The biggest issue that any new manufacture of LS3/5As has to face is that KEF no longer manufactures the B110 bass/mid driver or T27 tweeter, or anything like them (KEF, furthermore, no longer sell individual drivers). The materials, components, electro-acoustic parameters and manufacturing techniques required for both drivers are relatively well known however, so armed with component and material sources and a suitable manufacturing line, remanufacture of both drivers is perfectly feasible. And that’s what Andy has set up for his new LS3/5A. Both drivers are manufactured in Asia with components and materials carefully sourced to be as close to the originals as possible. There are however unavoidable elements of uncertainty inherent to recreating the drivers because the fine detail of their original electro-acoustic performance is all but impossible to establish with complete certainty. For example, any original bass/mid driver will be at least 25 years old, so the mechanical properties of its thermo-plastic and rubber parts (diaphragm and surround) will have drifted away from their original values. Similarly, it’s known that diaphragms for the T27 tweeter were vacuum moulded at KEF in white mylar sheet and subsequently spray painted black. Unfortunately, spray painting introduced variability between diaphragm batches, so the typical performance the original tweeter is hard to tie-down. The result of these and other variables is that contemporary characterisation of any original driver’s electro-acoustic performance, doesn’t reveal exactly how it would have performed when it was new. The only option for Andy and the other current remanufactures of the original drivers is to incorporate every snippet of historical knowledge to inform ideas on exactly how the original drivers performed in order to steer manufacture of new ones. Previously being technical head of Rogers is pretty useful in that respect.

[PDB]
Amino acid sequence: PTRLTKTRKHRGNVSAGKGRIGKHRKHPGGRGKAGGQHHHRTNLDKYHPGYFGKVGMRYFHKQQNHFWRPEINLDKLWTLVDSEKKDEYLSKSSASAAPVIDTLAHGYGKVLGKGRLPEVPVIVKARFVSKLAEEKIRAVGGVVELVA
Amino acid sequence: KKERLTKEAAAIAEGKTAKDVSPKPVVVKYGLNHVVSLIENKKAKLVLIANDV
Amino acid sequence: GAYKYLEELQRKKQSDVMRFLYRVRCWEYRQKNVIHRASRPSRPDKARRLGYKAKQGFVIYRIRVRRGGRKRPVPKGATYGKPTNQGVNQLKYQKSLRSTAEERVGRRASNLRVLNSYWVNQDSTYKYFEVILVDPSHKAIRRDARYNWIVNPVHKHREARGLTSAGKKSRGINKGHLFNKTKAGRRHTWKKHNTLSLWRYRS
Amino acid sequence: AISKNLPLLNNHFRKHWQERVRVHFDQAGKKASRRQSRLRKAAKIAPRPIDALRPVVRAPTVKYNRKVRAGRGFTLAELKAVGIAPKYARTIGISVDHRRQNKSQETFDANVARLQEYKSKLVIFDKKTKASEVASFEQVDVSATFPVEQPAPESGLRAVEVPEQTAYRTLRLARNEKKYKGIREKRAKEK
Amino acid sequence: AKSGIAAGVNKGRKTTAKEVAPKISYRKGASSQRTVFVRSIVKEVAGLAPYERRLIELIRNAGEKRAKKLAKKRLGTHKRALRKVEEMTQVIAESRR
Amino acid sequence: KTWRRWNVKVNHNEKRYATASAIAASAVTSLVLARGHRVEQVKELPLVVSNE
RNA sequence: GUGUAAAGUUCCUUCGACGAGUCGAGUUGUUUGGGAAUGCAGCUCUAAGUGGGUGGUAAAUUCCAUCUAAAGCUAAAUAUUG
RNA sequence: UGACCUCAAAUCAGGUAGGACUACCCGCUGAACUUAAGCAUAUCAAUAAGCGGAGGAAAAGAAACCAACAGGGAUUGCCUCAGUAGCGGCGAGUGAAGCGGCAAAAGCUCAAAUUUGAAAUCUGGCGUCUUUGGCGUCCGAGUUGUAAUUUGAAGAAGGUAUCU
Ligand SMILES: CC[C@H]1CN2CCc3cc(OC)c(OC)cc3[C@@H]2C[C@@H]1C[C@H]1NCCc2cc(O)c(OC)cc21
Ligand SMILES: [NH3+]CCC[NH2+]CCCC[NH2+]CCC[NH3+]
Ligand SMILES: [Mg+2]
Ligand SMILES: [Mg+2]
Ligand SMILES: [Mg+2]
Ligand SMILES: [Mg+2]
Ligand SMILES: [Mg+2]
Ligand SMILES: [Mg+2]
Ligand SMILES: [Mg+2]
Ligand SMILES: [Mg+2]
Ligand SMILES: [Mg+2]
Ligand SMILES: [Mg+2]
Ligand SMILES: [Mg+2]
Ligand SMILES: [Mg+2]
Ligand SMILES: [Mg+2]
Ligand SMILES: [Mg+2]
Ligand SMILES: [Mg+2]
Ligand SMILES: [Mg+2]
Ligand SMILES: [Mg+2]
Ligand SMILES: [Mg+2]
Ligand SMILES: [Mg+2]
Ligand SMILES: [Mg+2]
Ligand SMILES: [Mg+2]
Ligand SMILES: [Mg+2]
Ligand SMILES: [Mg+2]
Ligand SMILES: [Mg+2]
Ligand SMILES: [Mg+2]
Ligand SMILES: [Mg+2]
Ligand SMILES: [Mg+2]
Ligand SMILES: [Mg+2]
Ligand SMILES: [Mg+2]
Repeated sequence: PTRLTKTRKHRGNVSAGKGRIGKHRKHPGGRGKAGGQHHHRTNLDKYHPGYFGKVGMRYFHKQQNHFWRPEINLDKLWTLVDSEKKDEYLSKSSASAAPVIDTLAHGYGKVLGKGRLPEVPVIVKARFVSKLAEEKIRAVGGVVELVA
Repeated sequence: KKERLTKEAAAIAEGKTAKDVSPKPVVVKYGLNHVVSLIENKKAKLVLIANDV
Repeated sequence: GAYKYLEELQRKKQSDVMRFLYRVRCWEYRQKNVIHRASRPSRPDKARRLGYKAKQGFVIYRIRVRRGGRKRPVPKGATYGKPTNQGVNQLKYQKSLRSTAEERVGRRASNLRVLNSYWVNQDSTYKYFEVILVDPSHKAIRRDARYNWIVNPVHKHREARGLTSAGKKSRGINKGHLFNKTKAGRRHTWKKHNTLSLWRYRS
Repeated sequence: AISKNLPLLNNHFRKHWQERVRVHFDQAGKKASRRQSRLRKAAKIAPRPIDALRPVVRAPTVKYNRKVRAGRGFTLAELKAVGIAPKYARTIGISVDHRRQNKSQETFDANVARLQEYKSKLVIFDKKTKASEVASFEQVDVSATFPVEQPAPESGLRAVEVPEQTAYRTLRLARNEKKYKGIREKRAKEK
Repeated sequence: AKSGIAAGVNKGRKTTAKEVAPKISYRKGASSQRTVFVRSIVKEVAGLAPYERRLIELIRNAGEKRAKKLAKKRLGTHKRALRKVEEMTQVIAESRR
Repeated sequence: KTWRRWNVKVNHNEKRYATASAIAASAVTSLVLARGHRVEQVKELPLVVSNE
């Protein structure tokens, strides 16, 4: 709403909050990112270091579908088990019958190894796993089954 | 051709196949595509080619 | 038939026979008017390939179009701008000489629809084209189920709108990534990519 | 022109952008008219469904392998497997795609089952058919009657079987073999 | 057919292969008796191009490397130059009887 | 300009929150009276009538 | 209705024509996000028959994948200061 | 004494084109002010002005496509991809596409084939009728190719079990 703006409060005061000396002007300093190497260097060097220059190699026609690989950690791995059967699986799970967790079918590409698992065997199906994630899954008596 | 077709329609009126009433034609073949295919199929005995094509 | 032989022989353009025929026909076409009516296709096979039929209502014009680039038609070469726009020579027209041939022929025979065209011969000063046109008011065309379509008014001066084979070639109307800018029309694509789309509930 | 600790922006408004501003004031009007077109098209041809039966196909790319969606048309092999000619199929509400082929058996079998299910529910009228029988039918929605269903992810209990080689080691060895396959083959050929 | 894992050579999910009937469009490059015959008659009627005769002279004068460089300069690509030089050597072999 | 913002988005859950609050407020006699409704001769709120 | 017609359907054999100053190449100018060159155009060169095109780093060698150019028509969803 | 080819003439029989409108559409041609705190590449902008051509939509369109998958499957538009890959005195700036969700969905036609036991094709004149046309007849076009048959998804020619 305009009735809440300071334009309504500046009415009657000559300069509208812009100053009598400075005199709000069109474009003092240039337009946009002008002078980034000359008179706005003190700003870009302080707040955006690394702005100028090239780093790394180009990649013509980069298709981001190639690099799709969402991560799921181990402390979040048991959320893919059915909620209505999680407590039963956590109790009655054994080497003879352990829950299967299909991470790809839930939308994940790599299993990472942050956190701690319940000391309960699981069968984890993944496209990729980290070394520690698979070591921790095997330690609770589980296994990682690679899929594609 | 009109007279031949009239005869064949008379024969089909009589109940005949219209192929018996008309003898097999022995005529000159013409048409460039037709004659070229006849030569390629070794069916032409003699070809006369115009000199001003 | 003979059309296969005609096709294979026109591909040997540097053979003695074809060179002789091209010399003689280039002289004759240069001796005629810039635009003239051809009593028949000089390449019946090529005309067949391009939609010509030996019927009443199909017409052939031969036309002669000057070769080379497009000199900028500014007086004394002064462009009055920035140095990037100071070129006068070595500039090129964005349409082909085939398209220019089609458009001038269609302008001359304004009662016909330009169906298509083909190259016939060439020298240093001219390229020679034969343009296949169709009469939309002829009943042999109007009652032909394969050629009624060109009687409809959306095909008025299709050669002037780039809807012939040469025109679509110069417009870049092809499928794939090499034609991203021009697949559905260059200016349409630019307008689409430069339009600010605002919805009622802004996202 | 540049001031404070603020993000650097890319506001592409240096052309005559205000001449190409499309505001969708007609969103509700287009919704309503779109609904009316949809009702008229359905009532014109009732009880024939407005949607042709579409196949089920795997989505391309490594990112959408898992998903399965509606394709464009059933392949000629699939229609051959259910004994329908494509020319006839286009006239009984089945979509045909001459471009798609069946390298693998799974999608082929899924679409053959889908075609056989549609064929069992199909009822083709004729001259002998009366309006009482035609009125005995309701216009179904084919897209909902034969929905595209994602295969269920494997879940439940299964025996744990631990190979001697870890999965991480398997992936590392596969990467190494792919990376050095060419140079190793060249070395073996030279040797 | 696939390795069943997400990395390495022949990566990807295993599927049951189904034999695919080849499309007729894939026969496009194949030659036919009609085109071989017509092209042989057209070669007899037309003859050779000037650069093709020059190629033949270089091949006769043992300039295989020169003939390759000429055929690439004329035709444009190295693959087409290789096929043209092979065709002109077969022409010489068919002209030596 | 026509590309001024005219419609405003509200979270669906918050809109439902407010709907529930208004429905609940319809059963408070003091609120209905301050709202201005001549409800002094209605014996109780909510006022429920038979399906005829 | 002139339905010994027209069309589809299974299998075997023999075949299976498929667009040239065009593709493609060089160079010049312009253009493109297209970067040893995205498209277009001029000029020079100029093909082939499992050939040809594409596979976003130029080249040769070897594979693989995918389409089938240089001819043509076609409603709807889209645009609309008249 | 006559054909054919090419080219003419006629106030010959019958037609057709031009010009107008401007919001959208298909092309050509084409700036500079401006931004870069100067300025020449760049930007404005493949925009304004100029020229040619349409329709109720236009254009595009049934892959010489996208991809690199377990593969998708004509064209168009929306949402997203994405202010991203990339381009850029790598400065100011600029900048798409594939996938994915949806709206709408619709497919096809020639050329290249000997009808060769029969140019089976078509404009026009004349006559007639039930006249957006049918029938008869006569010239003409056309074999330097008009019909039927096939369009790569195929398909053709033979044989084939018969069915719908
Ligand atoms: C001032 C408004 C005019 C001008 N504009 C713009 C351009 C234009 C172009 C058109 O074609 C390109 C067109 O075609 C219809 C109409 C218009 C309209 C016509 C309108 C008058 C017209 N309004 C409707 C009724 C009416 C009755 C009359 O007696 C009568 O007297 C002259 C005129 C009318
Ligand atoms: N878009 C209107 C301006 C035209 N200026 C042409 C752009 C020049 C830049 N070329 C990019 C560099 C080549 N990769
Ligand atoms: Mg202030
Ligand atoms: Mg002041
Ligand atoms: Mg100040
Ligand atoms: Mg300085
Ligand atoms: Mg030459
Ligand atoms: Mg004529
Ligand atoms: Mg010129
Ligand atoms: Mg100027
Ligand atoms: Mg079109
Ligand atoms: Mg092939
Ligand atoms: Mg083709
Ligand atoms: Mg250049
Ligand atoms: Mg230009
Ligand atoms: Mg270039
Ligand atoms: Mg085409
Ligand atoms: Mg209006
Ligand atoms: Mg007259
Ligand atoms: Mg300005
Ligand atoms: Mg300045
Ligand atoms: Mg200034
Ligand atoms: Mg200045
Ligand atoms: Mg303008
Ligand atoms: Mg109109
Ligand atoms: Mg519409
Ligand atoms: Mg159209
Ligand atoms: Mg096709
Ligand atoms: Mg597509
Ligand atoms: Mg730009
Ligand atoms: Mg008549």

With new drivers in production, Andy’s next challenge was the crossover assembly and cabinet. Fortunately, both are rather more straightforward to recreate than the KEF drivers. The crossover assemblies in new Rogers LS3/5As are manufactured to be as close as is possible to the originals, complete with the characteristic BBC style tapped transformer inductors. Capacitors and resistors are specifically selected to offer equivalent performance to original LS3/5A items and are mounted on a glass-fibre substrate printed circuit board using the same layout and spacing.
New LS3/5A cabinets are produced, as were the original items, in birch ply with beech corner fillets. Damping panels are attached to the inner surfaces. As with the original, the cabinet architecture incorporates a removable front panel to which the bass/mid driver is rear mounted and the tweeter is front mounted (with its well known, diffraction suppressing foam strips). The crossover assembly is mounted on stand-off pillars behind the tweeter.
The results of all this effort is a speaker that subjectively has all the magic for which the LS3/5A is so well known. In particular, its character through the midrange is extraordinarily natural and immensely seductive. The intention of the BBC designers who created the LS3/5A was to provide broadcast engineers with an accurate and reliable reference for radio and TV shows that, back in the 1970s, were predominantly inhabited by simply recorded voices and acoustic instruments – and it shows. If there’s something awry with the sound of a voice or instrument it’s immediately obvious. It’s this I think that most resonates with the audio enthusiasts who value the LS3/5A so highly; it speaks of the original, purist aims of hi-fi to reproduce music with such convincing accuracy that it transports the consciousness of the listener to the time and place of the recording.
The interesting question that’s left however is why? What is it, in electro-acoustic engineering terms, that makes the 46 year old LS3/5A such an extraordinary performer? To my mind it’s a list of things; closed-box format, skilful driver design and integration, and clever tonal voicing, but at the top of the list I’d put the LS3/5A’s immensely rigid but properly damped cabinet structure. Along with writing previously in this blog about the LS3/5A, I’ve also written before about how cabinets contribute to the sound of loudspeakers and how I think the phenomenon is no longer given the attention it deserves. My recent experience of a new LS3/5A does nothing at all to change that opinion.